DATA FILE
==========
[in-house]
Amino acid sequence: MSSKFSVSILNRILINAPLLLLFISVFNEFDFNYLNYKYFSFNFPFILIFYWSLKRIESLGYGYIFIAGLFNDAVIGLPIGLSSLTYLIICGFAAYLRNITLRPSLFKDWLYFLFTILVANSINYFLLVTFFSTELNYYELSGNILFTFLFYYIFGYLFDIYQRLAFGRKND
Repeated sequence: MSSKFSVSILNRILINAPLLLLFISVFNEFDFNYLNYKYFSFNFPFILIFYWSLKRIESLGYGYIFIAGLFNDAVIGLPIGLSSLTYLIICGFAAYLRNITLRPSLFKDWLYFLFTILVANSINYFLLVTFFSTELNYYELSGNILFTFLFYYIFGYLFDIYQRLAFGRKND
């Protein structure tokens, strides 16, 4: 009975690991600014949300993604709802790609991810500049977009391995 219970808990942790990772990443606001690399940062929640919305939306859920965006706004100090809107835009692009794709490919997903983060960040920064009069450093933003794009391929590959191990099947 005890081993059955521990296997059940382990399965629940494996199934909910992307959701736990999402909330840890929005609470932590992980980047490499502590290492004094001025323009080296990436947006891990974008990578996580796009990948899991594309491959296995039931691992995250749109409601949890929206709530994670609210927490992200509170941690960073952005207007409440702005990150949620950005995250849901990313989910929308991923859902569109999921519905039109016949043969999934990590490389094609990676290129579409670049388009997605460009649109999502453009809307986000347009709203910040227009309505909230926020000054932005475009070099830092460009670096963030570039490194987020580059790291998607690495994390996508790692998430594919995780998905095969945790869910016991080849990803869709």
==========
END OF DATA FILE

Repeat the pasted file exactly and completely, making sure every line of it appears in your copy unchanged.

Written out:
[in-house]
Amino acid sequence: MSSKFSVSILNRILINAPLLLLFISVFNEFDFNYLNYKYFSFNFPFILIFYWSLKRIESLGYGYIFIAGLFNDAVIGLPIGLSSLTYLIICGFAAYLRNITLRPSLFKDWLYFLFTILVANSINYFLLVTFFSTELNYYELSGNILFTFLFYYIFGYLFDIYQRLAFGRKND
Repeated sequence: MSSKFSVSILNRILINAPLLLLFISVFNEFDFNYLNYKYFSFNFPFILIFYWSLKRIESLGYGYIFIAGLFNDAVIGLPIGLSSLTYLIICGFAAYLRNITLRPSLFKDWLYFLFTILVANSINYFLLVTFFSTELNYYELSGNILFTFLFYYIFGYLFDIYQRLAFGRKND
């Protein structure tokens, strides 16, 4: 009975690991600014949300993604709802790609991810500049977009391995 219970808990942790990772990443606001690399940062929640919305939306859920965006706004100090809107835009692009794709490919997903983060960040920064009069450093933003794009391929590959191990099947 005890081993059955521990296997059940382990399965629940494996199934909910992307959701736990999402909330840890929005609470932590992980980047490499502590290492004094001025323009080296990436947006891990974008990578996580796009990948899991594309491959296995039931691992995250749109409601949890929206709530994670609210927490992200509170941690960073952005207007409440702005990150949620950005995250849901990313989910929308991923859902569109999921519905039109016949043969999934990590490389094609990676290129579409670049388009997605460009649109999502453009809307986000347009709203910040227009309505909230926020000054932005475009070099830092460009670096963030570039490194987020580059790291998607690495994390996508790692998430594919995780998905095969945790869910016991080849990803869709």